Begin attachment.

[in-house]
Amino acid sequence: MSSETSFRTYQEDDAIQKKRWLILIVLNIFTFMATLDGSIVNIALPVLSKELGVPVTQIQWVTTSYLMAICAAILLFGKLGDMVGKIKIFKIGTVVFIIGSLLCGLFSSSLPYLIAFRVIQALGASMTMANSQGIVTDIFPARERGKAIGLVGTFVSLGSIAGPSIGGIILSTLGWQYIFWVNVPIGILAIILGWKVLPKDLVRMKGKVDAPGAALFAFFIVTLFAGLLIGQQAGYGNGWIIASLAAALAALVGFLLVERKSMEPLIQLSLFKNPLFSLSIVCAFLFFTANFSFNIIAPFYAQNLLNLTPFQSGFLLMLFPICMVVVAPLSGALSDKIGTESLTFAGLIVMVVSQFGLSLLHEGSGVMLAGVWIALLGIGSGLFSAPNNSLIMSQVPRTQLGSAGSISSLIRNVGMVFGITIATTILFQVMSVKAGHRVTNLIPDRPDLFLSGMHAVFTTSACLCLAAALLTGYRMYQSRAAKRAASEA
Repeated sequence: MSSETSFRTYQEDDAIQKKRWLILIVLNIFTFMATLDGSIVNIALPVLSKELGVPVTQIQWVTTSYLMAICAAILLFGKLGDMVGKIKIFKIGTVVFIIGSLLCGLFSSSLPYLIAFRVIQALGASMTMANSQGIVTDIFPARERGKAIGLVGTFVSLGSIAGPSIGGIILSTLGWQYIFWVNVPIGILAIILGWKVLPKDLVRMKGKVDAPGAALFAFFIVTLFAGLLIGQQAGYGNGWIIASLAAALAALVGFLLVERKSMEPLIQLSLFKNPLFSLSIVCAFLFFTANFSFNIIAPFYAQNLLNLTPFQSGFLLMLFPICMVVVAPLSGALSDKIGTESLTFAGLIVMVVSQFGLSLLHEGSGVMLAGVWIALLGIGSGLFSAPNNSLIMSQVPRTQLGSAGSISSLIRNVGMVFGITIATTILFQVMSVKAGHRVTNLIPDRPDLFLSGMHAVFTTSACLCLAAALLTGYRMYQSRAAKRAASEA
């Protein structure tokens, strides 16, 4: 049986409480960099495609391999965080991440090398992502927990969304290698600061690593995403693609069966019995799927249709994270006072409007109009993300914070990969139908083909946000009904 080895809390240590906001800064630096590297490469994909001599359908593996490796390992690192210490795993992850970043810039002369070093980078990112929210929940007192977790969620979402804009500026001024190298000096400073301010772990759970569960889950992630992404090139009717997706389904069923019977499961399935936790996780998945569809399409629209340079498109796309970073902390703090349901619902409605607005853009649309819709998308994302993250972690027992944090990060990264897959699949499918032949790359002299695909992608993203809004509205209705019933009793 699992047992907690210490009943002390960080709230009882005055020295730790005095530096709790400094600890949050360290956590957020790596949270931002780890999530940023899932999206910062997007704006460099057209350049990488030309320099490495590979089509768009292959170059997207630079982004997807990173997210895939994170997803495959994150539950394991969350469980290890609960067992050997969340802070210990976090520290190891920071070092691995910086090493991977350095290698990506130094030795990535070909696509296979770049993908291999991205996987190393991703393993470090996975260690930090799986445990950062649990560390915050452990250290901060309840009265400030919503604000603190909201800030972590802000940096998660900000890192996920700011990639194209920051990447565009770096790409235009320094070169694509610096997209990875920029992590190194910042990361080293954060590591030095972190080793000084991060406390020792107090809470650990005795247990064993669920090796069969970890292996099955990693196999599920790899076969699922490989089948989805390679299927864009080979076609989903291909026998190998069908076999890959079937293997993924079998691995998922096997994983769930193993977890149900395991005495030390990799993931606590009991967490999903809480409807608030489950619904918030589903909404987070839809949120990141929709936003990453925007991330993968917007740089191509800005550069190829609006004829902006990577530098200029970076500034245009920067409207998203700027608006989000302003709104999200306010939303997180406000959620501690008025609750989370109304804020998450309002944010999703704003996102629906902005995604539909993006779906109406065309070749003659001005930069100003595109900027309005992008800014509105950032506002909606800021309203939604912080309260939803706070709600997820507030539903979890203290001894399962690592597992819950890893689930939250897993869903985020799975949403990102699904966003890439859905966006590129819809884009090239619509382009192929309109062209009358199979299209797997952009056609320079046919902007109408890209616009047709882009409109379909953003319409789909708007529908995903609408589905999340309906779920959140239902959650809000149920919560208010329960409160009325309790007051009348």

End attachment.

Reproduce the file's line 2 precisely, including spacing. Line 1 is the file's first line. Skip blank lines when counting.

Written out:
Amino acid sequence: MSSETSFRTYQEDDAIQKKRWLILIVLNIFTFMATLDGSIVNIALPVLSKELGVPVTQIQWVTTSYLMAICAAILLFGKLGDMVGKIKIFKIGTVVFIIGSLLCGLFSSSLPYLIAFRVIQALGASMTMANSQGIVTDIFPARERGKAIGLVGTFVSLGSIAGPSIGGIILSTLGWQYIFWVNVPIGILAIILGWKVLPKDLVRMKGKVDAPGAALFAFFIVTLFAGLLIGQQAGYGNGWIIASLAAALAALVGFLLVERKSMEPLIQLSLFKNPLFSLSIVCAFLFFTANFSFNIIAPFYAQNLLNLTPFQSGFLLMLFPICMVVVAPLSGALSDKIGTESLTFAGLIVMVVSQFGLSLLHEGSGVMLAGVWIALLGIGSGLFSAPNNSLIMSQVPRTQLGSAGSISSLIRNVGMVFGITIATTILFQVMSVKAGHRVTNLIPDRPDLFLSGMHAVFTTSACLCLAAALLTGYRMYQSRAAKRAASEA